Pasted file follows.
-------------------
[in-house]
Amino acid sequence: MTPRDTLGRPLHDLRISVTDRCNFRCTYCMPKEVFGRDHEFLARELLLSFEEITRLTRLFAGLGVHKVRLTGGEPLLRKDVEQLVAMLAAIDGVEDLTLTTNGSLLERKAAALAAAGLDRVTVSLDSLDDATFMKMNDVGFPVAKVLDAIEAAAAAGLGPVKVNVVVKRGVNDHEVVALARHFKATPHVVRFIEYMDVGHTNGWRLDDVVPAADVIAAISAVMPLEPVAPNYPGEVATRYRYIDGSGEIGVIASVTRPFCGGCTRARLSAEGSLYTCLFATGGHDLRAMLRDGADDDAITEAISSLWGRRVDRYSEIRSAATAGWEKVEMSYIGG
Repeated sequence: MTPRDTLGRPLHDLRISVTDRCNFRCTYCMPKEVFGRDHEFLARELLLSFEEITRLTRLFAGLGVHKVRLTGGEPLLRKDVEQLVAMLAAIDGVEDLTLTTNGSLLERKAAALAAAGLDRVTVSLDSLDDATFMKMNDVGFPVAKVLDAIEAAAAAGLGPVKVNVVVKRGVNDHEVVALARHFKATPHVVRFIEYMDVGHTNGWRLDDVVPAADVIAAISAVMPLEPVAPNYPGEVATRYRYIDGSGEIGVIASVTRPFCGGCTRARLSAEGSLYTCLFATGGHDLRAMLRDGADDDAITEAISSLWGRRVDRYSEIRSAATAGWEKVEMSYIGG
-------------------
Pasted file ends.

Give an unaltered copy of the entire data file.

[in-house]
Amino acid sequence: MTPRDTLGRPLHDLRISVTDRCNFRCTYCMPKEVFGRDHEFLARELLLSFEEITRLTRLFAGLGVHKVRLTGGEPLLRKDVEQLVAMLAAIDGVEDLTLTTNGSLLERKAAALAAAGLDRVTVSLDSLDDATFMKMNDVGFPVAKVLDAIEAAAAAGLGPVKVNVVVKRGVNDHEVVALARHFKATPHVVRFIEYMDVGHTNGWRLDDVVPAADVIAAISAVMPLEPVAPNYPGEVATRYRYIDGSGEIGVIASVTRPFCGGCTRARLSAEGSLYTCLFATGGHDLRAMLRDGADDDAITEAISSLWGRRVDRYSEIRSAATAGWEKVEMSYIGG
Repeated sequence: MTPRDTLGRPLHDLRISVTDRCNFRCTYCMPKEVFGRDHEFLARELLLSFEEITRLTRLFAGLGVHKVRLTGGEPLLRKDVEQLVAMLAAIDGVEDLTLTTNGSLLERKAAALAAAGLDRVTVSLDSLDDATFMKMNDVGFPVAKVLDAIEAAAAAGLGPVKVNVVVKRGVNDHEVVALARHFKATPHVVRFIEYMDVGHTNGWRLDDVVPAADVIAAISAVMPLEPVAPNYPGEVATRYRYIDGSGEIGVIASVTRPFCGGCTRARLSAEGSLYTCLFATGGHDLRAMLRDGADDDAITEAISSLWGRRVDRYSEIRSAATAGWEKVEMSYIGG